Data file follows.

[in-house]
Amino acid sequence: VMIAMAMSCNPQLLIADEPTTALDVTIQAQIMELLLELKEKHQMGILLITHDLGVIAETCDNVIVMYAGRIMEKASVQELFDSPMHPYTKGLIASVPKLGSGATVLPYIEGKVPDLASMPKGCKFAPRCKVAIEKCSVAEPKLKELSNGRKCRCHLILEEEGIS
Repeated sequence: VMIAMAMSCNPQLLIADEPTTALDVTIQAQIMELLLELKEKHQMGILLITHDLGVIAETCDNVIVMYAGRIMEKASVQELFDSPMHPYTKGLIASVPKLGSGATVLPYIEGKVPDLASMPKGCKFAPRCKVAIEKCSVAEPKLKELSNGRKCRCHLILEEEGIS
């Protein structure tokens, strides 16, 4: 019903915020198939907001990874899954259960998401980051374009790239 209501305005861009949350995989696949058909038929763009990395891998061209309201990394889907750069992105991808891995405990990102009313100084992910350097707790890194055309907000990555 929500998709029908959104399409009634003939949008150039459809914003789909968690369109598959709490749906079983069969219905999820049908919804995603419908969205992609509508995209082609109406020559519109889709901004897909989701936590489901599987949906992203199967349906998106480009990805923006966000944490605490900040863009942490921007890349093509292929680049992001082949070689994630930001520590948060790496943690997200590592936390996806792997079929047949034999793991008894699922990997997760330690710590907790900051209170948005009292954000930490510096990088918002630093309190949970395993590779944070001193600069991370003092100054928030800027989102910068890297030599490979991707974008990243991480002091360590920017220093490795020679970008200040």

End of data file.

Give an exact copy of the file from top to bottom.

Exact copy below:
[in-house]
Amino acid sequence: VMIAMAMSCNPQLLIADEPTTALDVTIQAQIMELLLELKEKHQMGILLITHDLGVIAETCDNVIVMYAGRIMEKASVQELFDSPMHPYTKGLIASVPKLGSGATVLPYIEGKVPDLASMPKGCKFAPRCKVAIEKCSVAEPKLKELSNGRKCRCHLILEEEGIS
Repeated sequence: VMIAMAMSCNPQLLIADEPTTALDVTIQAQIMELLLELKEKHQMGILLITHDLGVIAETCDNVIVMYAGRIMEKASVQELFDSPMHPYTKGLIASVPKLGSGATVLPYIEGKVPDLASMPKGCKFAPRCKVAIEKCSVAEPKLKELSNGRKCRCHLILEEEGIS
């Protein structure tokens, strides 16, 4: 019903915020198939907001990874899954259960998401980051374009790239 209501305005861009949350995989696949058909038929763009990395891998061209309201990394889907750069992105991808891995405990990102009313100084992910350097707790890194055309907000990555 929500998709029908959104399409009634003939949008150039459809914003789909968690369109598959709490749906079983069969219905999820049908919804995603419908969205992609509508995209082609109406020559519109889709901004897909989701936590489901599987949906992203199967349906998106480009990805923006966000944490605490900040863009942490921007890349093509292929680049992001082949070689994630930001520590948060790496943690997200590592936390996806792997079929047949034999793991008894699922990997997760330690710590907790900051209170948005009292954000930490510096990088918002630093309190949970395993590779944070001193600069991370003092100054928030800027989102910068890297030599490979991707974008990243991480002091360590920017220093490795020679970008200040």